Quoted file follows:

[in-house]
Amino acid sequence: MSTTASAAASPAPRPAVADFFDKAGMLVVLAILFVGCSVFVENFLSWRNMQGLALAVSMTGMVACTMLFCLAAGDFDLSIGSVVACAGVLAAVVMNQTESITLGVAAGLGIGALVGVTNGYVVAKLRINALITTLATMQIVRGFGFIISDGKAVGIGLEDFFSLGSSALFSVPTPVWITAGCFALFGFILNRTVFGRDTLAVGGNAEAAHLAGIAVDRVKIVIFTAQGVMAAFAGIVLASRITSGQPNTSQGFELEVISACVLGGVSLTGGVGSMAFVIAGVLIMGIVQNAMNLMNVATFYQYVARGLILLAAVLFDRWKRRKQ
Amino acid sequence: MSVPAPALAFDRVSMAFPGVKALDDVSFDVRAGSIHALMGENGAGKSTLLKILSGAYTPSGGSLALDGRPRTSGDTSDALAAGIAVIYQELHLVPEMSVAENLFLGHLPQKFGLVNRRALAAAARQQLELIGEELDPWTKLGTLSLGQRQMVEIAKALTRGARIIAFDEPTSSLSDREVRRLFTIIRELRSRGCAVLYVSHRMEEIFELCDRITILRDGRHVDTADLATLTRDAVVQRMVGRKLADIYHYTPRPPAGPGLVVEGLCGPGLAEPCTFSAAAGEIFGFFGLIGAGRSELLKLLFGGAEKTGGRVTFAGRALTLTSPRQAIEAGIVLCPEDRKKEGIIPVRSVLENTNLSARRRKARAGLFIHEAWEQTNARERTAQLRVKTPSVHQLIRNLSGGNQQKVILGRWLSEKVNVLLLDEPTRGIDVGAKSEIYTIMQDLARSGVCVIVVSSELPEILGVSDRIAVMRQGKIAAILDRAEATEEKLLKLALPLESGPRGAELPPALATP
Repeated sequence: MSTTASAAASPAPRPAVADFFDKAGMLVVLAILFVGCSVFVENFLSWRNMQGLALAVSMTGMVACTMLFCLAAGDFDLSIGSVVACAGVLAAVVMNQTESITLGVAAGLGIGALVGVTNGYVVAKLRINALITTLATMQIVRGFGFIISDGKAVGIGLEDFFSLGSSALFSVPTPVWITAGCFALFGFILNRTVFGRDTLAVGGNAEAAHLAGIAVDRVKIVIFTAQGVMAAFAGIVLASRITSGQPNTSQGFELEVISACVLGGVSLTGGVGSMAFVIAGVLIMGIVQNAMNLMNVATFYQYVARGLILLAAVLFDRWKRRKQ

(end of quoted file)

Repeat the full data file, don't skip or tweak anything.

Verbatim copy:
[in-house]
Amino acid sequence: MSTTASAAASPAPRPAVADFFDKAGMLVVLAILFVGCSVFVENFLSWRNMQGLALAVSMTGMVACTMLFCLAAGDFDLSIGSVVACAGVLAAVVMNQTESITLGVAAGLGIGALVGVTNGYVVAKLRINALITTLATMQIVRGFGFIISDGKAVGIGLEDFFSLGSSALFSVPTPVWITAGCFALFGFILNRTVFGRDTLAVGGNAEAAHLAGIAVDRVKIVIFTAQGVMAAFAGIVLASRITSGQPNTSQGFELEVISACVLGGVSLTGGVGSMAFVIAGVLIMGIVQNAMNLMNVATFYQYVARGLILLAAVLFDRWKRRKQ
Amino acid sequence: MSVPAPALAFDRVSMAFPGVKALDDVSFDVRAGSIHALMGENGAGKSTLLKILSGAYTPSGGSLALDGRPRTSGDTSDALAAGIAVIYQELHLVPEMSVAENLFLGHLPQKFGLVNRRALAAAARQQLELIGEELDPWTKLGTLSLGQRQMVEIAKALTRGARIIAFDEPTSSLSDREVRRLFTIIRELRSRGCAVLYVSHRMEEIFELCDRITILRDGRHVDTADLATLTRDAVVQRMVGRKLADIYHYTPRPPAGPGLVVEGLCGPGLAEPCTFSAAAGEIFGFFGLIGAGRSELLKLLFGGAEKTGGRVTFAGRALTLTSPRQAIEAGIVLCPEDRKKEGIIPVRSVLENTNLSARRRKARAGLFIHEAWEQTNARERTAQLRVKTPSVHQLIRNLSGGNQQKVILGRWLSEKVNVLLLDEPTRGIDVGAKSEIYTIMQDLARSGVCVIVVSSELPEILGVSDRIAVMRQGKIAAILDRAEATEEKLLKLALPLESGPRGAELPPALATP
Repeated sequence: MSTTASAAASPAPRPAVADFFDKAGMLVVLAILFVGCSVFVENFLSWRNMQGLALAVSMTGMVACTMLFCLAAGDFDLSIGSVVACAGVLAAVVMNQTESITLGVAAGLGIGALVGVTNGYVVAKLRINALITTLATMQIVRGFGFIISDGKAVGIGLEDFFSLGSSALFSVPTPVWITAGCFALFGFILNRTVFGRDTLAVGGNAEAAHLAGIAVDRVKIVIFTAQGVMAAFAGIVLASRITSGQPNTSQGFELEVISACVLGGVSLTGGVGSMAFVIAGVLIMGIVQNAMNLMNVATFYQYVARGLILLAAVLFDRWKRRKQ